Tuesday, October 27, 2009

Pakistan's reform experiments in higher ed

Sidebar: I'm not sure how many of these links to Nature.com will work for you without subscription; the last two will definitely work from this story at ScieDev.Net -- go to the bottom of that story for the links.

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The Nature opinion piece (by Athar Osama, Adil Najam, Shamsh Kassim-Lakha, Syed Zulfiqar Gilani & Christopher King) is an eye-opener! It describes (and to some extent, evaluates) the massive efforts by Pakistan since 2002: enormous increase in funding, lots of students sent abroad for doctoral degrees, increase in the number of PhDs from Pakistan's universities, etc.

These efforts have been spearheaded by the Higher Education Commission (which replaced that country's UGC). The current head of HEC, Atta ur Rahman, has a response highlighting what he thinks are the major achievements:

... Because there were not enough suitable PhD supervisors in the universities, we sent some 3,800 students abroad, mainly to the United States and Europe, to study for a PhD, at a total cost of about US$1 billion. [...]

There followed a huge increase in international scientific research publications, from 600 or so in 2001 to more than 4,200 in 2008. About 50 new universities and degree-awarding institutes were established during this period, and enrolment in higher education almost tripled to about 400,000 by the end of 2008, having been just 135,000 in 2003.

A digital library was established to provide free access to 25,000 international journals and 45,000 textbooks for all public-sector university students. In the 2008 Times Higher Education rankings, four Pakistani universities are among the top 600 in the world — an unattainable position before 2003.

In another response to that opinion piece, Prof. Pervez Hoodbhoy, a physicist at Quaid-e-Azam University, Islamabad, is blunt in calling HEC's efforts 'a failed experiment':

the former government wasted enormous sums of money on prestige mega-projects. Nine new universities were abandoned after partial construction because of a lack of trained faculty, and expensive imported scientific equipment remains under-utilized many years later. The claimed 400% increase in publications was a result of salary bonuses awarded to professors who published in international journals, largely irrespective of substance and quality. These payments fostered a plagiarism culture that still goes unpunished.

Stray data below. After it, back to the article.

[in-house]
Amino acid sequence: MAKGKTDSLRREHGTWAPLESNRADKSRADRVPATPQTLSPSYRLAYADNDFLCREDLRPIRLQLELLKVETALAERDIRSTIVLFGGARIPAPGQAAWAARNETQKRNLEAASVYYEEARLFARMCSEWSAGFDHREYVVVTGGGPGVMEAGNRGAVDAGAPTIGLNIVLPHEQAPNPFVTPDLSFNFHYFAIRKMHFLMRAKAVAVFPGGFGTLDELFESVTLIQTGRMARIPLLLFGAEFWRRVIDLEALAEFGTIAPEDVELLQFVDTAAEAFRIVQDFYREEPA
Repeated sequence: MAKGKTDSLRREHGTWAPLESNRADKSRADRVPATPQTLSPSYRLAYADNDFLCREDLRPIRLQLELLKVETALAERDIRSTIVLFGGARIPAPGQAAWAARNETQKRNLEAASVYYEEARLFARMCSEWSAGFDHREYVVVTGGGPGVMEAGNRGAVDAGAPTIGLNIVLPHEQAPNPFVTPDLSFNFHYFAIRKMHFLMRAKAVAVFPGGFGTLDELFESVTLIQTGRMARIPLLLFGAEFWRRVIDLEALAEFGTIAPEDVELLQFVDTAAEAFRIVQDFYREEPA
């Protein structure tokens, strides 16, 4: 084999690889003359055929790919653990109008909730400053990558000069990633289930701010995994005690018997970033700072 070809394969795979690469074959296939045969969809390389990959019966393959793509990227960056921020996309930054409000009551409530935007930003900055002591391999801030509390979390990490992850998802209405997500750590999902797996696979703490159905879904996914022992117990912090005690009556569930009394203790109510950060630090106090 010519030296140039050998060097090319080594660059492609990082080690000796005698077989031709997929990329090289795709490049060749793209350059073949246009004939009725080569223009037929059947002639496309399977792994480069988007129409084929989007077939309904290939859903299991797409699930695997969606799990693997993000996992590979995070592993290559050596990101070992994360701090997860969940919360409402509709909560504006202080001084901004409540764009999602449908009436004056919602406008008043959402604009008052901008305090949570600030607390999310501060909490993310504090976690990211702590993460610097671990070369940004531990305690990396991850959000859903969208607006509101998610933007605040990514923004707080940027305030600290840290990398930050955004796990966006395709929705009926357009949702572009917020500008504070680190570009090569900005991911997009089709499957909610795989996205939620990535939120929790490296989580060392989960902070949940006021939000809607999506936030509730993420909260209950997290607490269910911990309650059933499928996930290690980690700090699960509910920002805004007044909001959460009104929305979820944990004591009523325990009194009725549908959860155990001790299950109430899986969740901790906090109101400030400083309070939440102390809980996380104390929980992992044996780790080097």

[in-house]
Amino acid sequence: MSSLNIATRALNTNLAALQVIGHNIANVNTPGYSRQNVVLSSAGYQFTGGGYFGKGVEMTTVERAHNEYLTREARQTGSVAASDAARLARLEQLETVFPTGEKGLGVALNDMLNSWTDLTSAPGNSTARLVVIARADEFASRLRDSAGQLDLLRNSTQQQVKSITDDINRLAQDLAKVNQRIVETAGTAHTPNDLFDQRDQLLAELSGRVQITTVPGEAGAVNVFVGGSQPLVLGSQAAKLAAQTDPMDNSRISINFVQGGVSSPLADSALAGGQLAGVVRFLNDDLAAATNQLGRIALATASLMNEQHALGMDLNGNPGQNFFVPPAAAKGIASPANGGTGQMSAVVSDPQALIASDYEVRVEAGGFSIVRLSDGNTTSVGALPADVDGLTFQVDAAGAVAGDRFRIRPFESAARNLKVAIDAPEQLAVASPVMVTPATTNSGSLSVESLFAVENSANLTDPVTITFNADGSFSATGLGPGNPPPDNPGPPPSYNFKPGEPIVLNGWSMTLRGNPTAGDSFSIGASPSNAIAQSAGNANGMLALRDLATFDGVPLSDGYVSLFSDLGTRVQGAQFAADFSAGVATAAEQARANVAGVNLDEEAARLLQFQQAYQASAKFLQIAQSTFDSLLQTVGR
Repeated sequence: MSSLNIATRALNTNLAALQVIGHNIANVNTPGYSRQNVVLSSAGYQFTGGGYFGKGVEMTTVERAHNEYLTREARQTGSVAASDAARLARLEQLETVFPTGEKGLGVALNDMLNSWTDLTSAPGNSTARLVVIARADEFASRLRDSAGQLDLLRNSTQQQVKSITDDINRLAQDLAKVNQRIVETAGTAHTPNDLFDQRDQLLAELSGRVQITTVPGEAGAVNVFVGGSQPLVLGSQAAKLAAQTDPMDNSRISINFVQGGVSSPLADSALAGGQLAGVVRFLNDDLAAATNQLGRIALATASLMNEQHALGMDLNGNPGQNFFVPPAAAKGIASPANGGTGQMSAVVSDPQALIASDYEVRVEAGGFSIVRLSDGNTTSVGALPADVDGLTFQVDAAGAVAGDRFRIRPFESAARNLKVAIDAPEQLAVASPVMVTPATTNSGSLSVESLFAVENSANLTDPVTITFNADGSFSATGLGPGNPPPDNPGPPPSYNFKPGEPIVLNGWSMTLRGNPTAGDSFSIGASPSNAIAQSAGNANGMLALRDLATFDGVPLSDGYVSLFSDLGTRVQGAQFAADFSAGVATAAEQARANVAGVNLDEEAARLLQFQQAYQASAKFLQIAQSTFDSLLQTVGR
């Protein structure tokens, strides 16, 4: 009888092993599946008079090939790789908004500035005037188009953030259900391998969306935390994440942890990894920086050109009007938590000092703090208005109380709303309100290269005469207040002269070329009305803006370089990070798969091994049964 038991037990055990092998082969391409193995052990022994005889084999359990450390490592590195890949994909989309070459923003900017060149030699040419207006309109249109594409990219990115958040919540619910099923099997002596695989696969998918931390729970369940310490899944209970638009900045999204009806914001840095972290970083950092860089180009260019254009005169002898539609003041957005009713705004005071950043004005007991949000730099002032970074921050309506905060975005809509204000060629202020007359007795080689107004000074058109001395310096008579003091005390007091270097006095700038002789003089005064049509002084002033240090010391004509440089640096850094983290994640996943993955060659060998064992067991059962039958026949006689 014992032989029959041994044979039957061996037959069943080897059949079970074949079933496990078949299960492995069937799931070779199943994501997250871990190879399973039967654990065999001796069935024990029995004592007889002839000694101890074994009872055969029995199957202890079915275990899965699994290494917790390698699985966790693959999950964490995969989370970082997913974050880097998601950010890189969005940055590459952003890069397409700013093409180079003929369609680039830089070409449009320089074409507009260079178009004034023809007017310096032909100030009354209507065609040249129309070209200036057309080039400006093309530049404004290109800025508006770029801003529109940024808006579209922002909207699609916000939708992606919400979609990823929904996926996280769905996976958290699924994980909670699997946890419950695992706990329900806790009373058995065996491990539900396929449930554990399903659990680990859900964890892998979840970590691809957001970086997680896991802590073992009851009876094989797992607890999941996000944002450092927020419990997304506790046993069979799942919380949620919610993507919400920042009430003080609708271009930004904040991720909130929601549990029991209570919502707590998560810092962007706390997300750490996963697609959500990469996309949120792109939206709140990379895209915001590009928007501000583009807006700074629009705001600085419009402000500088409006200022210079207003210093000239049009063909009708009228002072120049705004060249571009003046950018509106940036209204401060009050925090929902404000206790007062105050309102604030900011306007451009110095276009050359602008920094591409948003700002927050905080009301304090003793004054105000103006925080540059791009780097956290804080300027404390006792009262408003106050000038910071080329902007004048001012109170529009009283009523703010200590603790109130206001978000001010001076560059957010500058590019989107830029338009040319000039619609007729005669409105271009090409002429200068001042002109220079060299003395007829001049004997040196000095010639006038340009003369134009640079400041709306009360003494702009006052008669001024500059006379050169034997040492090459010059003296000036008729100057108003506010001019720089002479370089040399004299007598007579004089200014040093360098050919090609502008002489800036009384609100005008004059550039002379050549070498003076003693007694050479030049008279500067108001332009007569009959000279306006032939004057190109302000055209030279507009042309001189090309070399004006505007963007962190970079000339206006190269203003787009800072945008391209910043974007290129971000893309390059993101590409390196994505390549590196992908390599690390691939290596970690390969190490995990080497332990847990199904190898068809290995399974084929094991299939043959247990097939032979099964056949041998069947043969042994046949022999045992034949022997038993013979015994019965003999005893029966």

The authors draw attention to a large increase in "relative impact" in some disciplines, based on citation of papers published in 2003–07. But were self-citations (a common ploy) eliminated from this count? I used an option available from Thomson Scientific and found the opposite result after eliminating self-citations.

The authors also praise the Higher Education Commission for increasing university professors' salaries. But this has created social disparities — a full professor now earns 20–30 times more than a school teacher. Professors, bent on removing barriers to their promotions and incomes, take on very large numbers of PhD students. To ensure that these students get their degrees, many professors seek the elimination of international testing, hitherto used as a metric for gauging student performance.

Pakistan's failed experiment provides a counter-example to the conventional wisdom that money is the most crucial element in the reform process. ...


  1. Anonymous said...

    Well, well ... Two totally opposite views. The truth, no doubt lies somewhere in between.

  2. Anonymous said...

    India is eager to emulate Pak. No body
    talks of scientific contributions any longer but about scientific output, as if
    doing research in S&T is producing steel. Even in the elite CFTIs of India (ie IIT/IISc/IIM/IISER/NITIE) the system is sliding towards talking about quantity of papers, imnpact factor, h,g and other alphanumerical indices. But not one promotion/selection/recruitment/review/evaluation committee asks: What problems have you been working on? Why are they hard problems/How are they useful in Indian context? What unique progress have you made ? and then ask for publication record to back up the tall claims...
    It may be mentioned that many databases agree that among the Nobel awardees this year the Indian origin chemist has an pre-Nobel h-index of 12 and
    a physics awardee has that of 9.
    Now look at this faculty recruitment pitch on the IIT Delhi webpage for its Bio-science school:
    Obviously the Indian origin Chemistry Nobel Laureate for 2009 would not make it to the Professor rank since he does not have the required h-index.
    Now look at the profile of the co-ordinator of this bioscience school:
    ...I do not think progress in chemistry/biochemistry/bio or chemo informatics in India or in this world would suffer in any way if all his papers were retracted tomorrow and if he was retired from the CFTI system with a golden handshake at the same time,
    The fallacy of all these output measurements is in assuming that science and technology is research countable when it actually is not!

  3. Anonymous said...

    Prev post : Good one ..... did you check if the other faculty satisfy the criterion ? Exceptions do not make a rule, however your point is well taken.